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Concern over those "Private Beach" Signs in Harbor Country

Charleston, South...
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Concern over those "Private Beach" Signs in Harbor Country

I am wondering if anyone else out there who loves the "Harbor Country" area of MI is as frustrated as I am by the reappearence of the private beach signs in Union Pier? My family has had a summer home in Union Pier for what is now our fourth generation and this weekend I discovered at the beach that they had posted all of the signs again leaving most beach goers a fifteen foot wide strip of Public Beach. As someone who loves this area and what the summer lifestyle has meant there I am very angry. Anyone else?

new jersey
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1. Re: Concern over those "Private Beach" Signs in Harbor Country

Wow Jaluca, I learned something new today. I understood that all of the beaches along Lake Michigan were public. I did not know there were private beaches along the Great Lakes. When I researched the topic online I learned that indeed there are private beaches in Union Pier. You should go to the county clerks office to find out the location of the legitimate privately owned and association owned beaches. If there is a private beach on a beach that is not properly recorded, report it to the Union Pier township/town government. They should handle it for you. Moms

Charleston, South...
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2. Re: Concern over those "Private Beach" Signs in Harbor Country

Thanks! I am indeed going to go to the County Clerks office as well as raise any other kind of ruckus I can. There are miles and miles of beautiful open beach that should be enjoyed by everyone. With so many people vacationing closer to home now this was a really bad choice and sends a message that what is wrong with our country doesn't just come from the top of big corporations but also from citizens who feel they should reign over natural resources.

new jersey
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3. Re: Concern over those "Private Beach" Signs in Harbor Country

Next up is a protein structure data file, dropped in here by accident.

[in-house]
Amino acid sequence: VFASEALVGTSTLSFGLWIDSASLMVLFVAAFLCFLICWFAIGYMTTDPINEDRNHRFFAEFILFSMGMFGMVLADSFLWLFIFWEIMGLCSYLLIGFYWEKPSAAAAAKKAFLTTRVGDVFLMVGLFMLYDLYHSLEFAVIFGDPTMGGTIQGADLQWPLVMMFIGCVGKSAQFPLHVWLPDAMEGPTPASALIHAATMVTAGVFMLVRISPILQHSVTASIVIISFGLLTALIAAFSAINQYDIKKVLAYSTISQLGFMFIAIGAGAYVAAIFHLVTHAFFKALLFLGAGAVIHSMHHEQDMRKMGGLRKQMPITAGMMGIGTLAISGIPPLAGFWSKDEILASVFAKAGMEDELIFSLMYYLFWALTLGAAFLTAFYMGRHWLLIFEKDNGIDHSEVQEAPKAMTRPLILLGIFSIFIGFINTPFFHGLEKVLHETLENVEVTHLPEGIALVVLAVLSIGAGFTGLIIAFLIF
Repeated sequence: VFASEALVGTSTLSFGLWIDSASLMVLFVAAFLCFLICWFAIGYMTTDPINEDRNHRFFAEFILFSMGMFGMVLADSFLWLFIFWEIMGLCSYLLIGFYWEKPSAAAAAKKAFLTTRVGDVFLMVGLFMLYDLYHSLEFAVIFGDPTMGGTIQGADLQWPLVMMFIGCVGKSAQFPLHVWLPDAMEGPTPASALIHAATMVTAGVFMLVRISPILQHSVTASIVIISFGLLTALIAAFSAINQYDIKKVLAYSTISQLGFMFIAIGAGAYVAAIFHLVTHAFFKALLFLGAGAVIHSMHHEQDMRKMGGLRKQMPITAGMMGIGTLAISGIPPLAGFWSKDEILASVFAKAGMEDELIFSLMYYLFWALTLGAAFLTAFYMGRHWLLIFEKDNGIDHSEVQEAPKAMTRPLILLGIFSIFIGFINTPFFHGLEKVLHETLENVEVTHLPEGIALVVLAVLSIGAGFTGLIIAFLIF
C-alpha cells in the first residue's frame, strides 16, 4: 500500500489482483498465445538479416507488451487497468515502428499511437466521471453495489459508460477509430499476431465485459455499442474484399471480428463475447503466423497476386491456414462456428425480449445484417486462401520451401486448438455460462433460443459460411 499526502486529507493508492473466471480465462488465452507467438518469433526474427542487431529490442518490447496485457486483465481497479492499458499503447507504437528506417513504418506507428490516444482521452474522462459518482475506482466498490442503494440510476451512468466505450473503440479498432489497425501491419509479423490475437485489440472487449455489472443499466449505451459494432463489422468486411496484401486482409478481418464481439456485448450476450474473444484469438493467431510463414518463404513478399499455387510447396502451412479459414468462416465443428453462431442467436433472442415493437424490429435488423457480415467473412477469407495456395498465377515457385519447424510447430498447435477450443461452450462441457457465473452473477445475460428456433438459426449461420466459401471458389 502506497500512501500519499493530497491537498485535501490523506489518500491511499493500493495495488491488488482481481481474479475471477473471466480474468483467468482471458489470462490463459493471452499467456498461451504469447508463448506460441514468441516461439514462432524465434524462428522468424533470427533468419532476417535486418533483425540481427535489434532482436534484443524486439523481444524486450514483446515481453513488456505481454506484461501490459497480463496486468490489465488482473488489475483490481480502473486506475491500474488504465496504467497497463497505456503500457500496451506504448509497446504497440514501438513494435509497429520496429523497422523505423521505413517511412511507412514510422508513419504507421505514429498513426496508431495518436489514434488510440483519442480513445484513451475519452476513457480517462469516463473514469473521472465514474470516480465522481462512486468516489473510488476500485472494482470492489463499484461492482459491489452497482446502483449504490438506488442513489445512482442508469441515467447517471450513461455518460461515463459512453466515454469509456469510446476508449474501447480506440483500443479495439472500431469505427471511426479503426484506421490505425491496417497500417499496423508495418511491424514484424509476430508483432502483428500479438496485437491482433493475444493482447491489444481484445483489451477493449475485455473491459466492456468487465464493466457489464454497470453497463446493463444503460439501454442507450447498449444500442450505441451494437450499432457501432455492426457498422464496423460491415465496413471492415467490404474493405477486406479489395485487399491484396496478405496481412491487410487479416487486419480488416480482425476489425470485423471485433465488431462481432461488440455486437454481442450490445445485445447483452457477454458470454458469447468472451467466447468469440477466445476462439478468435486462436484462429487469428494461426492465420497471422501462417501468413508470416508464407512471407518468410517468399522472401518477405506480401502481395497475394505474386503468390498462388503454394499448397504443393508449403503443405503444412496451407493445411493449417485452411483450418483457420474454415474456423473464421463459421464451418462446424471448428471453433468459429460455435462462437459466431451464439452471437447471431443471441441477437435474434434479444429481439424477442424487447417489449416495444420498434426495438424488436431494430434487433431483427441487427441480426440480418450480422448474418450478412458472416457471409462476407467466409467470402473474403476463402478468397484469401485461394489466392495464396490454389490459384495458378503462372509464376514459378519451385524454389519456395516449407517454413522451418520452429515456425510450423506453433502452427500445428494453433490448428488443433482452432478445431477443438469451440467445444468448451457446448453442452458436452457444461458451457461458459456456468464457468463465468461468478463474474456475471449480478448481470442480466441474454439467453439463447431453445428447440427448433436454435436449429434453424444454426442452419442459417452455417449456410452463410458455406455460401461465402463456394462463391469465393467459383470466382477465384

Jaluca: The lawyer in me had to take a look at this issue because I understood that the public had access to all Great Lakes beaches. Indeed, the Michigan Supreme Court so ruled in 2005. Here are a couple of articles that may be helpful to understanding the matter. BTW, I am not a lawyer in Michigan so I do not provide you with any legal advice here. I do suggest that you contact a Michigan lawyer if you are being denied public access to any Lake Michigan beach.

www.law.com/jsp/article.jsp?id=1125565514252

surfrider.org/stateofthebeach/…

Moms

Charleston, South...
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4. Re: Concern over those "Private Beach" Signs in Harbor Country

Thank you for your input. I think I am going to sink my teeth into this one! In addition to the private beach signs being infuriating enough they stated that unless you were a "member" you could only WALK along the water line. This certainly doesn't seem to be in the best interest of promoting travel to enjoy MI beaches does it? The whole thing seems rotten to me and more than a little sad.

new jersey
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5. Re: Concern over those "Private Beach" Signs in Harbor Country

Hmmm, in reading the Supreme Court case, you may only be able to walk along the water line. Again, if you are concerned about this, I would consult a lawyer in the area. You might want to look up the case and the name of the winning attorney. Give him/her a call. They could fill you in. Moms

Eau Claire...
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6. Re: Concern over those "Private Beach" Signs in Harbor Country

Beach issues along the Great Lakes can be very contentious. It has been explained to me by real estate agents (who have sought a legal opinion on this) that beaches are NOT public. You may walk along the beach to the high water mark but that's it. You just can't plunk down in front of someone's place and have a picnic

Charleston, South...
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7. Re: Concern over those "Private Beach" Signs in Harbor Country

This is a HUGE issue and certainly more than I was ever aware of. There are both public and private beaches. Thankfully the MI Supreme Court ensured the rights of all people to enjoy a vital natural resource by at the least having the right to walk on beaches anywhere around the Great Lakes. What needs to be addressed is if there is adequate public beach space for all to enjoy or if we have an exclusive minority denying access to the general public. The beach that I am talking about was public, then private signs were posted, then the signs were gone and now they are back. The only difference I saw through these changes was a bunch of people being jammed onto a small space with miles of empty beach around them or miles of beaches more sparsely dotted with beach goers. Do public dollars get used to maintain and protect so called private beaches?